There are plenty of photographs of Lou Gehrig, mostly depicting him as he wielded his potent bat during his Hall of Fame career with the New York Yankees.
But photos of Gehrig as a minor leaguer are rare.
One such image of the young Iron Horse posing with other members of the Hartford Senators of the Class A Eastern League is part of Heritage Auctions’ Icons Photography Auction. Bidding opened Thursday.
The 8.5-inch by 13-inch photograph has a notation that labels it as the Hartford Senators, “Champions Eastern League 1922.”
Gehrig, who was 19 in 1922, played for Hartford in 1921 under two assumed names — “Lefty Gehrig” and “Lou Lewis,” according to his player biography on the SABR website. Gehrig also allegedly played under the pseudonyms of “Lou Long” and “Lew Lewis,” according to some sources.
He played 12 games for Hartford in 1921, batting .261, according to Baseball-Reference.com. He is not listed on the 1922 squad, real name or otherwise, according to the website.
In fact, newspaper accounts at the time note that New Haven, which had a 100-51 record, and not Hartford, won the Eastern League title in 1922. According to a New York Times article dated Sept. 16, 1922, the New Haven Indians clinched the EL title after a tie with the Waterbury Brasscos, mathematically eliminating that team.
Hartford had a 73-76 record in 1922 and finished sixth in the league; however, the Senators did win the 1923 championship with a 98-55 mark.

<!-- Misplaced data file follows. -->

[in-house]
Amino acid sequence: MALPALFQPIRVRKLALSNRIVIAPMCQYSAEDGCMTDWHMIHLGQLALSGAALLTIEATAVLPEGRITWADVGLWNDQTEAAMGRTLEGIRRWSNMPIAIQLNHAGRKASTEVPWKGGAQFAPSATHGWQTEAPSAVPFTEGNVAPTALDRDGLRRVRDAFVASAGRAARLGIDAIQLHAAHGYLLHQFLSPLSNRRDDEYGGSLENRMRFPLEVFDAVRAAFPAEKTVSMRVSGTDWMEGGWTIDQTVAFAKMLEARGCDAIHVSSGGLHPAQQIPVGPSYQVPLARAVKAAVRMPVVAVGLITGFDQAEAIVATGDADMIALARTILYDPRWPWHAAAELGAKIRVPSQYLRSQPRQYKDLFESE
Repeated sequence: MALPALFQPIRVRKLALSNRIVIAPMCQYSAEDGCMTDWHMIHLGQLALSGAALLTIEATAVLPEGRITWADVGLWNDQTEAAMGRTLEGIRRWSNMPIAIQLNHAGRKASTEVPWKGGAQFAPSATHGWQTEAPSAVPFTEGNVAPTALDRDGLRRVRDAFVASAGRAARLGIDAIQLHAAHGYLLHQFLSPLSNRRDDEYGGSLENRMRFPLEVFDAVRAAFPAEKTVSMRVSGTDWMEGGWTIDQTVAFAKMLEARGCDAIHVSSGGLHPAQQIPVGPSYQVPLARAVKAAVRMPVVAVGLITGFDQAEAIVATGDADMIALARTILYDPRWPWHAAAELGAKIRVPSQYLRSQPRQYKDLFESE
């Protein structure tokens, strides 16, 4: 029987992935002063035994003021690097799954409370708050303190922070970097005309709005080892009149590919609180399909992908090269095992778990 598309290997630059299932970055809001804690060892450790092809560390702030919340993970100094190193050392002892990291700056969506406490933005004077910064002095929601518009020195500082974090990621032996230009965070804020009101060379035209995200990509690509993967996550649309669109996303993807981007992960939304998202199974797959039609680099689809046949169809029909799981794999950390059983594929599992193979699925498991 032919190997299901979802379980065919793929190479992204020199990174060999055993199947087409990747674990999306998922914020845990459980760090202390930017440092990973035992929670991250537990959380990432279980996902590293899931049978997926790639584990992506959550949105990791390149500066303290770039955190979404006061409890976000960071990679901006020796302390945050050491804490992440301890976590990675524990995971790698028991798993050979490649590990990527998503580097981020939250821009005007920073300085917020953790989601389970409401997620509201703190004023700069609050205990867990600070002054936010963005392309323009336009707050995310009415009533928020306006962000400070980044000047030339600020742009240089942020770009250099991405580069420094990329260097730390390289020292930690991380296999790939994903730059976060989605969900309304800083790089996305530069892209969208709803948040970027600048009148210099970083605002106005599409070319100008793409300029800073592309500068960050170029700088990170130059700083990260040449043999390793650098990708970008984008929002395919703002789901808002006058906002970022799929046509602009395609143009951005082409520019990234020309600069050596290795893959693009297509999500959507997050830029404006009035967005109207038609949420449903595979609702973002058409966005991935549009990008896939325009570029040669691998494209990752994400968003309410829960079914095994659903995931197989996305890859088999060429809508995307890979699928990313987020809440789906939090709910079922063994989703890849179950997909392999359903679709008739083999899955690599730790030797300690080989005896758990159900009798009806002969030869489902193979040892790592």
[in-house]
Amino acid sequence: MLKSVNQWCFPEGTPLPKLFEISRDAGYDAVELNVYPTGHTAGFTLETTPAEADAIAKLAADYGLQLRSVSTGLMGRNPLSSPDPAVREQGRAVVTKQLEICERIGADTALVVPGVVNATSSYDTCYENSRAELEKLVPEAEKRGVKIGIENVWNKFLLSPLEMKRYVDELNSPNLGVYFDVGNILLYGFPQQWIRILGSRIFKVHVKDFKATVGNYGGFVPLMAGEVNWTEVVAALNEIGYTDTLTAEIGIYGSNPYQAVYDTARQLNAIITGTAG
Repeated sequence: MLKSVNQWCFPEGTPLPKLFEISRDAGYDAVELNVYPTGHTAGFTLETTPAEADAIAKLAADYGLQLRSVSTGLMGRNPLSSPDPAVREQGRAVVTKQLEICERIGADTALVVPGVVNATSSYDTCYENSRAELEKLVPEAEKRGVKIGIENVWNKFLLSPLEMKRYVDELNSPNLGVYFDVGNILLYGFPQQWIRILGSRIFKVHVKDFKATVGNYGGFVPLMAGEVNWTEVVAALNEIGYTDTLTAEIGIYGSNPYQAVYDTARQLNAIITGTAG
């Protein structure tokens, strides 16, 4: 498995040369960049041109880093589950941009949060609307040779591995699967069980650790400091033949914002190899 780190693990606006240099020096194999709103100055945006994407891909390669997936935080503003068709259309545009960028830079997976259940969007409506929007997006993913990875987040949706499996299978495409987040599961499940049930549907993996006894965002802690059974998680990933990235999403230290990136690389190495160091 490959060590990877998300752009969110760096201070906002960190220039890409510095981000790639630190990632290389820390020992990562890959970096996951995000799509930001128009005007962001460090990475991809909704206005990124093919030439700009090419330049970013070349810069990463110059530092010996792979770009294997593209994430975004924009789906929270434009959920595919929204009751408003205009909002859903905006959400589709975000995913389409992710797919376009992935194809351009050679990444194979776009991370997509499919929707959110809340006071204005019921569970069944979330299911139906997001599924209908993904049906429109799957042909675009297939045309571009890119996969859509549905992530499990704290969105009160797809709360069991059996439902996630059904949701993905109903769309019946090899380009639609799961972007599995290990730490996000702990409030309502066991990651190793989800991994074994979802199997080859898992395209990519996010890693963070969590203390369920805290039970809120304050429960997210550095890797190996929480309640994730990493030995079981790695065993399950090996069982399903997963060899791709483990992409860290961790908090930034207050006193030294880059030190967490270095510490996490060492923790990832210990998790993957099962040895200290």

So while the notation is there on the photograph, it is obviously the wrong year.
There is, however, no mistaking the large presence of Gehrig sitting front and center in the photograph.
Gehrig’s coach at Columbia University, Andy Coakley, told Gehrig he would lose his collegiate eligibility if he continued to play at Hartford. Gehrig would miss the 1922 season with Columbia over eligibility issues but would star for the university in 1923. After that, Gehrig returned to the pros with Hartford under his real name.
In 1923, Gehrig batted .304 with 24 homers for the Senators. He wound bounce between Hartford and New York, making his debut with the Yankees on June 15, 2023 — four days before his 20th birthday.
He appeared in seven games for the Yankees before he was shipped back to Hartford in July. He returned to the parent club in September. Gehrig would appear in 134 games for the Senators in 1924, batting .369 and hitting 37 home runs.
He returned to the Yankees for good on Aug. 31, 1924.
A week before he was promoted to the majors, The Hartford Courant ran a feature on Gehrig. While dutifully noting his athletic achievements, the newspaper also noted that the young slugger liked music “and tried to worm his way into the Senatorial quartet led by (outfielder/first baseman) Harry Hesse.”
“He was disqualified after a trial lasting six seconds,” the newspaper noted.
The photo up for the Heritage Auction has an ink notation under Gehrig’s name, identifying him. The picture was partially affixed to card stock backing, but Heritage said PSA/DNA authenticators were able to view the back and confirm that the photo had Type 1 status.
There is minor chipping around the edges of the photograph.
“Unquestionably one of the finest of the handful of pre-Yankees photos of Gehrig that exists,” Heritage notes in its auction listing.
The auction is set to close Oct. 12.